Last weekend I joined a small group exploring the idea that society could have the capacity to generate “public wisdom” and that we could empower that wisdom to support wiser public policy and popular behavior.
Because many people don’t know what we mean by “public wisdom”, we clarified that, for the purposes of this inquiry,
the word “public” means that
- the wisdom is generated by ordinary people
– in groups who embody the diversity of their communities
– for the guidance of officials and the citizenry (the whole public)
– regarding public affairs and the concerns of the citizenry
– in forms that are known about and readily accessible to everyone.
and the word “wisdom” means, simply,
– taking into account what needs to be taken into account
– for long term broad benefit.
Evidence suggests that under the right conditions, ordinary people can produce that kind of wisdom on behalf of their community or country. (I explore those “right conditions” in my 2012 book EMPOWERING PUBLIC WISDOM.)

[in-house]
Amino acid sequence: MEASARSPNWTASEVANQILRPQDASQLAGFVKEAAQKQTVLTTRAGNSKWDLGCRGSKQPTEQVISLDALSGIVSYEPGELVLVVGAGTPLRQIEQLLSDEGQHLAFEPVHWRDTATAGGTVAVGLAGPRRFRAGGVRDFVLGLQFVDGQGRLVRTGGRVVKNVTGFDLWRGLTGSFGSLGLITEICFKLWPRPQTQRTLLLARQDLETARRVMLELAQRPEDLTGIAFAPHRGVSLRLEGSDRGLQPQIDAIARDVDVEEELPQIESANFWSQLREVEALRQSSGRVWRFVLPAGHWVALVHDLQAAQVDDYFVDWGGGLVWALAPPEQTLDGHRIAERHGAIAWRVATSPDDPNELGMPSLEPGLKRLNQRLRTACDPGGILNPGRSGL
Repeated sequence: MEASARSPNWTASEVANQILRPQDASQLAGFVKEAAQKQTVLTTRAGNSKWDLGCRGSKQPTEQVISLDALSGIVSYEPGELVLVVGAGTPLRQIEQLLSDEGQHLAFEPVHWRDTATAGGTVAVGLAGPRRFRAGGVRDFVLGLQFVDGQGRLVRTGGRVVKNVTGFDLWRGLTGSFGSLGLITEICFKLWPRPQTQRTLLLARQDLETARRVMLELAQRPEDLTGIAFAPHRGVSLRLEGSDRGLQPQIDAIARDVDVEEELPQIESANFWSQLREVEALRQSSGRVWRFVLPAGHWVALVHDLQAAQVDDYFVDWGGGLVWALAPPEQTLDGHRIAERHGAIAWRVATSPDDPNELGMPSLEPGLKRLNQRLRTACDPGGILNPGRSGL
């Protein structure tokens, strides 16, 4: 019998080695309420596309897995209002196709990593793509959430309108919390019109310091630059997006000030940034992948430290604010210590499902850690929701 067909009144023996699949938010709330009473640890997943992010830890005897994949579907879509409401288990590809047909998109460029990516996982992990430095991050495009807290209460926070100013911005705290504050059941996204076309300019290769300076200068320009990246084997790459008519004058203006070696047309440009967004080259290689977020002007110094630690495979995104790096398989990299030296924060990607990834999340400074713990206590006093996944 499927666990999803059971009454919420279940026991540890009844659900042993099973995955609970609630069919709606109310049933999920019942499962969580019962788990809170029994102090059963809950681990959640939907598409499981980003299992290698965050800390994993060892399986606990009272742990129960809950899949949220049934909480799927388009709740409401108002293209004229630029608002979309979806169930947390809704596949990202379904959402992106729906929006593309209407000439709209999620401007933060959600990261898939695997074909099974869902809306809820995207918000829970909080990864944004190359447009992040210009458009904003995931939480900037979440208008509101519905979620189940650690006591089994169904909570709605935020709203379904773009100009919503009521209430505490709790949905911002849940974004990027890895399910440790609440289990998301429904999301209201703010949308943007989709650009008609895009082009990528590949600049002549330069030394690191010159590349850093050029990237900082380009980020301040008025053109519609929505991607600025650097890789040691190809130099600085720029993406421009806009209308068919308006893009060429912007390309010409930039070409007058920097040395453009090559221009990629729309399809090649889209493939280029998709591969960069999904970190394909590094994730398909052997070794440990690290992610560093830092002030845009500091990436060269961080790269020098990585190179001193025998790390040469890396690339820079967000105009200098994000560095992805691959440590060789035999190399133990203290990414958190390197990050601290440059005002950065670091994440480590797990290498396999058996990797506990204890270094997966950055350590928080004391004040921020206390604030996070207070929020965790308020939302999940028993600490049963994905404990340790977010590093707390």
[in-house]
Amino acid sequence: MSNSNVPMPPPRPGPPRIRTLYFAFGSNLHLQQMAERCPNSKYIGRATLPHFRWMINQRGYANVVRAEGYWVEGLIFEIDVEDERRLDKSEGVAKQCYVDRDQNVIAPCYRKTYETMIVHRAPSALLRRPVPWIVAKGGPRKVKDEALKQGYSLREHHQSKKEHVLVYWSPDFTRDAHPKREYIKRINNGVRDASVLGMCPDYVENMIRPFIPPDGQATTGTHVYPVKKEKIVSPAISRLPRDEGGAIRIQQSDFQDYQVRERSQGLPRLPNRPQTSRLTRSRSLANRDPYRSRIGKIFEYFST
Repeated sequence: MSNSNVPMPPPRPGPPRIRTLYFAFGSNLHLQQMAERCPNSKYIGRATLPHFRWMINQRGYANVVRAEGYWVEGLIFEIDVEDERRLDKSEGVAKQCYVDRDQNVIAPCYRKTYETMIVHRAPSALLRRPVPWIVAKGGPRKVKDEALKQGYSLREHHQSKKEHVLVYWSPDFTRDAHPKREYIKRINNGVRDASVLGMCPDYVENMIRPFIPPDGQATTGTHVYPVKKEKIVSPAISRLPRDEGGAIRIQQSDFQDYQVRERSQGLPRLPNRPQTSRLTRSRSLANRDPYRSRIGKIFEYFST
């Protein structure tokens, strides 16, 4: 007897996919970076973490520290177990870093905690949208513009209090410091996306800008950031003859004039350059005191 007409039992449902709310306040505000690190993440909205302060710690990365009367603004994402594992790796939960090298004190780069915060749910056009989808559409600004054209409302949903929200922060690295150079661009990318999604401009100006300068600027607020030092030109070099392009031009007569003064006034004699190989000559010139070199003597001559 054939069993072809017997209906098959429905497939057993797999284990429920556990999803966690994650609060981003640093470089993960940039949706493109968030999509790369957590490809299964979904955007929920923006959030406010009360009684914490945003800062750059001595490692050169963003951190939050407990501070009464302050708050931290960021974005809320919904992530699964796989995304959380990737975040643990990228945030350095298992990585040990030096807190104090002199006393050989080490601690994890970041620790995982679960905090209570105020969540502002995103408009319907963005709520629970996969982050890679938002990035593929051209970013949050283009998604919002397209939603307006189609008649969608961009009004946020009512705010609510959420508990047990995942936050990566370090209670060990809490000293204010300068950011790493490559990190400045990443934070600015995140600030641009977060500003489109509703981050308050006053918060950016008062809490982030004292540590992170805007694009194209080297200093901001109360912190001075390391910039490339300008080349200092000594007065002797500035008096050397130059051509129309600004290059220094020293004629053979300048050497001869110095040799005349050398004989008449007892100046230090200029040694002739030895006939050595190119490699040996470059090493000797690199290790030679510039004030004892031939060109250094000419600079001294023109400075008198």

In our gathering last weekend, my colleague Carolyn Shaffer invited me to answer the following question:
“How is life in the public realm better after empowered public wisdom takes hold?”
Her question invited me to assume that a culture of empowered public wisdom had already come about. It was an interesting exercise. I want to share with you my answers. Perhaps they will help you see why some of us are so attracted to this approach to social change.
When I imagine myself in a culture that enables and empowers public wisdom, I imagine a society in which the following are true: